Thunder at Collegeville Farmers’ Market? Don’t miss it!

(Previously published in The Market Beet)

Lisa Kerschner of North Star Orchard reported this week that we can expect Thunder at our market this Saturday. But leave your raincoat at home.

Thunder grapes at Collegeville Farmers' Market

Thunder grapes at Collegeville Farmers’ Market

Big, Dark and Impressive

Thunder is a grape variety that is big, dark and impressive in many ways – but don’t expect it to boom. Instead, you can expect a rich, juicy burst of grape flavor. Lisa says some folks think this unique grape variety looks like a Concord, but one taste blows that notion out of the water.

“Thunder is a taste explosion!” she says. The fruit does have tiny seeds, but according to Lisa, folks at the farm usually just eat them right along with the grape.

Not in Supermarkets

Like so many of the varieties of fresh fruit and veggies at North Star Orchard, you can’t get Thunder at a local supermarket. North Star Orchard specializes in growing unique and heritage varieties of tree fruits and a wide variety of vegetables.

Last week, I brought home North Star’s beets to share with my family. They were unlike any other I’ve seen or tasted – brilliant orange and red in color, as big as a softball and sweet and meaty. Lisa said they were bred right at North Star Orchard. (I planned to take a picture, but they disappeared too fast!)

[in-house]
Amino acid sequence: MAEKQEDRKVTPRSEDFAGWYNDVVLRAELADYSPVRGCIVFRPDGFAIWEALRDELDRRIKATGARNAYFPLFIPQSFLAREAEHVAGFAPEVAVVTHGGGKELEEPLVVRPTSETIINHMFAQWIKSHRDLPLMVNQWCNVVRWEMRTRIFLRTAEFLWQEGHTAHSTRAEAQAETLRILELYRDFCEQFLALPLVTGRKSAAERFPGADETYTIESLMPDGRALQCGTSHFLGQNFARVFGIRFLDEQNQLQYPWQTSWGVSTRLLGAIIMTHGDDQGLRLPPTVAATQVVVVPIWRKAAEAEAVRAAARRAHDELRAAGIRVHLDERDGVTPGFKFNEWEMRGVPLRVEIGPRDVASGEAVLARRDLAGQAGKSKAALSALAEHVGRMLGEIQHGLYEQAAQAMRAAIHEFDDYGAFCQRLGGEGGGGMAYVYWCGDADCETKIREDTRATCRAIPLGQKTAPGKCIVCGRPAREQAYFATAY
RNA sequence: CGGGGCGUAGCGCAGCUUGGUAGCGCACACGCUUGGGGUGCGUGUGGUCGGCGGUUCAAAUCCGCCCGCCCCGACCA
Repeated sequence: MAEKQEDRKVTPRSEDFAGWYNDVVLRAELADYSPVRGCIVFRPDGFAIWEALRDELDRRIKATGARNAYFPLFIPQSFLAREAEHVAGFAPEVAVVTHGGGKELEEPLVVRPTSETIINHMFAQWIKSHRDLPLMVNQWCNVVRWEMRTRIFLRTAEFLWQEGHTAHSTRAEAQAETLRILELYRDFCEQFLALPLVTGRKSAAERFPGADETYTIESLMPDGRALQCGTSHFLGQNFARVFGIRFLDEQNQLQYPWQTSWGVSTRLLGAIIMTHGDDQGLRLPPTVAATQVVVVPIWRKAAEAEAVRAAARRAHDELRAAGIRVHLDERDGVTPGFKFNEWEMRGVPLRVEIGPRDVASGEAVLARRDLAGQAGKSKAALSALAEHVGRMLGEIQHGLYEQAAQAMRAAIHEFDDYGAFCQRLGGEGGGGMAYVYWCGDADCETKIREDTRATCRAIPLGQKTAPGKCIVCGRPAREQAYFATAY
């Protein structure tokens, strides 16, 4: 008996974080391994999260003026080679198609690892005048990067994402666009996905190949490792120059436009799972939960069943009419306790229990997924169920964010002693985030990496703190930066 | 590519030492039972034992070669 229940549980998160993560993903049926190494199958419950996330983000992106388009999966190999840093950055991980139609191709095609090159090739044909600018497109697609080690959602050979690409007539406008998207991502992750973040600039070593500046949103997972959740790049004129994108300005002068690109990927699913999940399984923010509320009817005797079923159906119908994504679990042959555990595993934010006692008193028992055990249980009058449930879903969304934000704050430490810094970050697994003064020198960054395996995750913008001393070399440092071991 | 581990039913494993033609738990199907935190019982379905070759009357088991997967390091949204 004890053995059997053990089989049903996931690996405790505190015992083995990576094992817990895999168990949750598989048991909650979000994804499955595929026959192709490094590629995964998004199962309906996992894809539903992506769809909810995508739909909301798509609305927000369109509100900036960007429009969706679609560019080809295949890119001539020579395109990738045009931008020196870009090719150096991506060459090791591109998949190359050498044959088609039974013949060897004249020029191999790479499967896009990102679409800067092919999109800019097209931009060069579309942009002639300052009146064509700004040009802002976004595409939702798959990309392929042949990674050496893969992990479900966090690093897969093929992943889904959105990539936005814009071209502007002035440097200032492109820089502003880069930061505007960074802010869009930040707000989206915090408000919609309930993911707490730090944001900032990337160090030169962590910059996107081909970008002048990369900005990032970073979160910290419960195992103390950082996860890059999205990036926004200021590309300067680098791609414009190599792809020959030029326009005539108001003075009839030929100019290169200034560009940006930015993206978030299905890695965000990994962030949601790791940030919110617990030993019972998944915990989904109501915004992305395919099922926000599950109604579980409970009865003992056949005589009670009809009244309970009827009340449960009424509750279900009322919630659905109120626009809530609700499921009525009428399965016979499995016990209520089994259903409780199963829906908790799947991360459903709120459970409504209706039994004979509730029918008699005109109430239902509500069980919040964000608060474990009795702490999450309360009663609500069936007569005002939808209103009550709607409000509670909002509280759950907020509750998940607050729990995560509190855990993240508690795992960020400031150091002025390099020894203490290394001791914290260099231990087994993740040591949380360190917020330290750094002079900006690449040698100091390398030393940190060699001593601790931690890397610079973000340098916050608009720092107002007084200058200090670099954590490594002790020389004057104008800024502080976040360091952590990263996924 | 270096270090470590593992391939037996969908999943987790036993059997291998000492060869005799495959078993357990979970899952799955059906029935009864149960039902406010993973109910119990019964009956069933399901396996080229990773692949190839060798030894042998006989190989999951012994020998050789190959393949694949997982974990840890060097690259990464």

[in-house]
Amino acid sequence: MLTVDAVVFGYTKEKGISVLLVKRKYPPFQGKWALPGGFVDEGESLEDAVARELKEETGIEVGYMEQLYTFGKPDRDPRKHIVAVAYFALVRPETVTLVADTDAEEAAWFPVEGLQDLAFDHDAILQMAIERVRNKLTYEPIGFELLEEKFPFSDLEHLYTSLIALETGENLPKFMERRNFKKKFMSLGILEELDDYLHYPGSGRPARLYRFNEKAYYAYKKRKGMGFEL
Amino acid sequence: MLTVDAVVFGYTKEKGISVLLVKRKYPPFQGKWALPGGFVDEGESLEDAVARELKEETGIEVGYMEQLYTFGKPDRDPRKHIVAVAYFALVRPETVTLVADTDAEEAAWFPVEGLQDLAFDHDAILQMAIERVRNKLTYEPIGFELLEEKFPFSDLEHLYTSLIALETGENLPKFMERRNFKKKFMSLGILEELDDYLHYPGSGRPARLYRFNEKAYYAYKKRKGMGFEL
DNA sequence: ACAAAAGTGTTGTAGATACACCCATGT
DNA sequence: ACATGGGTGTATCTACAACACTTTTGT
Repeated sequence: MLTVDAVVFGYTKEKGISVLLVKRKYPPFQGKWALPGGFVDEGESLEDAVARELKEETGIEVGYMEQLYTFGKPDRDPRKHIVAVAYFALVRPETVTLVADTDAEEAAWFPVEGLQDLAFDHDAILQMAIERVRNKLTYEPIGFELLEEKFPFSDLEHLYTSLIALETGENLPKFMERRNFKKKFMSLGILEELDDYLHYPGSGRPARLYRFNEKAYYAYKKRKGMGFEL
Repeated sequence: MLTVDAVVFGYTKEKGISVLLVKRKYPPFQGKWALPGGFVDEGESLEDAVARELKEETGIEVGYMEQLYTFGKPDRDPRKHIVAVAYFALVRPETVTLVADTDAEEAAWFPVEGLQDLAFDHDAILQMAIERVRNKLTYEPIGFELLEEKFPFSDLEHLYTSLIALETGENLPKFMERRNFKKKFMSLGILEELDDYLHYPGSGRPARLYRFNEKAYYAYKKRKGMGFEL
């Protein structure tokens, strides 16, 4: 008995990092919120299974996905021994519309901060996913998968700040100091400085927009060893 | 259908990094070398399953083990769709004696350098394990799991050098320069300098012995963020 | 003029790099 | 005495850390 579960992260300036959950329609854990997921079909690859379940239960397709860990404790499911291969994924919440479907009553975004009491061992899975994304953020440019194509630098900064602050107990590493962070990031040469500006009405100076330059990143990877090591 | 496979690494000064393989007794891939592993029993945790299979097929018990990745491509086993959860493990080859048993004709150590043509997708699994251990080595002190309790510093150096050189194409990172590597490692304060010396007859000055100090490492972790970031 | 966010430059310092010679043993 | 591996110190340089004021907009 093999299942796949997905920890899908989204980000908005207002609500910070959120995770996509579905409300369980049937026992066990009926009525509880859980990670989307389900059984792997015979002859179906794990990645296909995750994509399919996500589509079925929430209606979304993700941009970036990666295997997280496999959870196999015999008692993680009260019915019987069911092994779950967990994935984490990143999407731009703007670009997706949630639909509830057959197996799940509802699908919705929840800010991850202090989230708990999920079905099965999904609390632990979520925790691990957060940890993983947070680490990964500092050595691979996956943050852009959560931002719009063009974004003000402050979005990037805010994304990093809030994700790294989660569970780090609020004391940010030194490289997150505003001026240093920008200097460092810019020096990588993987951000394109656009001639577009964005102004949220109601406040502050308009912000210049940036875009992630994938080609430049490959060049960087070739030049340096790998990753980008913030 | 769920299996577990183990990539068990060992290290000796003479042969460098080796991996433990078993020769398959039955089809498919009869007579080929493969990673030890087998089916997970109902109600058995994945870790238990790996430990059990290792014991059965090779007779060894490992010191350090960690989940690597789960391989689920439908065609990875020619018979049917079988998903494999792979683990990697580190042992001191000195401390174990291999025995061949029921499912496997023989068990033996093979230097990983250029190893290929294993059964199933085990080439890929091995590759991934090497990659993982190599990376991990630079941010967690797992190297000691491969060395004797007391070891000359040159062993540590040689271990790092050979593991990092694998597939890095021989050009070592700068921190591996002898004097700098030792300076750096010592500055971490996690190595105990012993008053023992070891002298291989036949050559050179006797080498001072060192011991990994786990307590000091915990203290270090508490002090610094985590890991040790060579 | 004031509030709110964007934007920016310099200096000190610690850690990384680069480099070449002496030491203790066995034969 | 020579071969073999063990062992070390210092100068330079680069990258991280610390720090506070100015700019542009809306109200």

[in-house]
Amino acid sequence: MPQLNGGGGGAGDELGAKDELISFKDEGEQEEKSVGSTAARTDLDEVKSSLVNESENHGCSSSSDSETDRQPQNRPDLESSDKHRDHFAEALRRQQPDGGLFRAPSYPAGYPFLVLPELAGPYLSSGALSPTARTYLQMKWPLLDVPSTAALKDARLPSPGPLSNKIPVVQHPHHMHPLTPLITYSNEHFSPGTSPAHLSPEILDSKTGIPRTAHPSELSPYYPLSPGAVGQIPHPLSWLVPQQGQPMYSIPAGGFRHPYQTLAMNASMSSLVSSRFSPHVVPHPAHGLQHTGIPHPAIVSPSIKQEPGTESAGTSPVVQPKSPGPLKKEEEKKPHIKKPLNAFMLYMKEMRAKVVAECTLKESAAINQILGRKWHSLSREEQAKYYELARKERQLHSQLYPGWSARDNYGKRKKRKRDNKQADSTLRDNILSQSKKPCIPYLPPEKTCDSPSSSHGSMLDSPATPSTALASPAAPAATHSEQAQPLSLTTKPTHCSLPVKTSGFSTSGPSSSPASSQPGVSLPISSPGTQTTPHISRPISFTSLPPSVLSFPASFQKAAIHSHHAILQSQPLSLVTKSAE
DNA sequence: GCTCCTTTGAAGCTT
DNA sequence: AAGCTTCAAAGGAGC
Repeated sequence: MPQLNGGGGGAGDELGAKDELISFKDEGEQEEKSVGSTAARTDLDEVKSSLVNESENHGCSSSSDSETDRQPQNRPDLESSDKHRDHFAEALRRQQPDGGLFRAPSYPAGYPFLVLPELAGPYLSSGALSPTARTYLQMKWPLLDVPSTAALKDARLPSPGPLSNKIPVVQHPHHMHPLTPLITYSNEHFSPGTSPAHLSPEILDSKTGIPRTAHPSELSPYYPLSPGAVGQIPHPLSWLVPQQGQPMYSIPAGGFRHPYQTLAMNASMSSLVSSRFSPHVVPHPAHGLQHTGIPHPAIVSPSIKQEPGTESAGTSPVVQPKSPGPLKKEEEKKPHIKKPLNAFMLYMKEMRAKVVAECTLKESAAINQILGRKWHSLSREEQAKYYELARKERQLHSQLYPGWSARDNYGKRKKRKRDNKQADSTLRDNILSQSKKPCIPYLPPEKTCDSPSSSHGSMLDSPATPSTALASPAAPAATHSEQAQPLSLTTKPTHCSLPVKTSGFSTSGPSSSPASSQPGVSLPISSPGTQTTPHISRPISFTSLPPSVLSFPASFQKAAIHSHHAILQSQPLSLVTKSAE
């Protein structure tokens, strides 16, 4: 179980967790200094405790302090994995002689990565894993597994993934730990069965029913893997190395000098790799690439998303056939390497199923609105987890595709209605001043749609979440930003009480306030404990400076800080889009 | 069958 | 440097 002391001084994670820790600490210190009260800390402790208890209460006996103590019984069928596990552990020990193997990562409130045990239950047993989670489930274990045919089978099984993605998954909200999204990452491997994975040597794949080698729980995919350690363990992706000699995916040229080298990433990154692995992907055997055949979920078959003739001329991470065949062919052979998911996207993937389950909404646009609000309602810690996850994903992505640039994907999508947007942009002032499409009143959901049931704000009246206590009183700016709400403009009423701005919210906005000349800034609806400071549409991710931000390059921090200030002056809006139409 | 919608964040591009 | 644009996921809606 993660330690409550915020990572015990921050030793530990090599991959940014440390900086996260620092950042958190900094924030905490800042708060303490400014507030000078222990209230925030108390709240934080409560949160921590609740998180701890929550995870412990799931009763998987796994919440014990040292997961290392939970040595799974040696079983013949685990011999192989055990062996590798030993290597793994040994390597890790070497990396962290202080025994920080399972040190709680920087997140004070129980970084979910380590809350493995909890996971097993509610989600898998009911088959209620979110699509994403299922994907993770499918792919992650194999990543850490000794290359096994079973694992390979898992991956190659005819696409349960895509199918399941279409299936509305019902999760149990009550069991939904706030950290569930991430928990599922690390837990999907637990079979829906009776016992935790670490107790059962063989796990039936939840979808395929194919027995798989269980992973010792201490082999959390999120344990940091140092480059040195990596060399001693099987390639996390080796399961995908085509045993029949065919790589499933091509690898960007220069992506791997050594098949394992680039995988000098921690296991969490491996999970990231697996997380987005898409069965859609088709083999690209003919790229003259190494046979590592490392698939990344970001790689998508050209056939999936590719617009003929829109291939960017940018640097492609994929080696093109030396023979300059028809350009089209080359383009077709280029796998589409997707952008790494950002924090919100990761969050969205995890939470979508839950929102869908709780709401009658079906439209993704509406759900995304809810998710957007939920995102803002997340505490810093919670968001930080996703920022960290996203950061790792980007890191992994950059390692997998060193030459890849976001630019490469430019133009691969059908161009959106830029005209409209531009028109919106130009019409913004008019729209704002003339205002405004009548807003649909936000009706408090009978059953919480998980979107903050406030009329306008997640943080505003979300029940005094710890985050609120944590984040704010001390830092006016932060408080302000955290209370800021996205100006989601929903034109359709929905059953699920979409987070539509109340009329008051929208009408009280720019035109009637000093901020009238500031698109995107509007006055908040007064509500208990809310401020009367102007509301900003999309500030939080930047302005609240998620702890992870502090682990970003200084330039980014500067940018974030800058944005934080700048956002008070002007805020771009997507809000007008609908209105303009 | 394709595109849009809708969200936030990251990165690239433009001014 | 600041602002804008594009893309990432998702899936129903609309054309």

According to Lisa, Thunder was acquired by the farm many years ago. It was part of a table grape breeding program but faced extinction after the breeder died. Since then, this beauty has had a new home just down the road from us on Lisa and Ike Kerscher’s farm in Chester County, PA.

Passing Storm

Just like a summer storm, however, Thunder will pass by quickly. It will only be at our market this Saturday, so stop by to see why this grape is destined to take the fruit world by storm.

While you are there, talk to the folks from North Star about their work, developing and growing a rainbow of unusually delicious produce on their farm in Cochranville, PA.

They plan to “flavor the future” one tree, vine or plant at a time.

 

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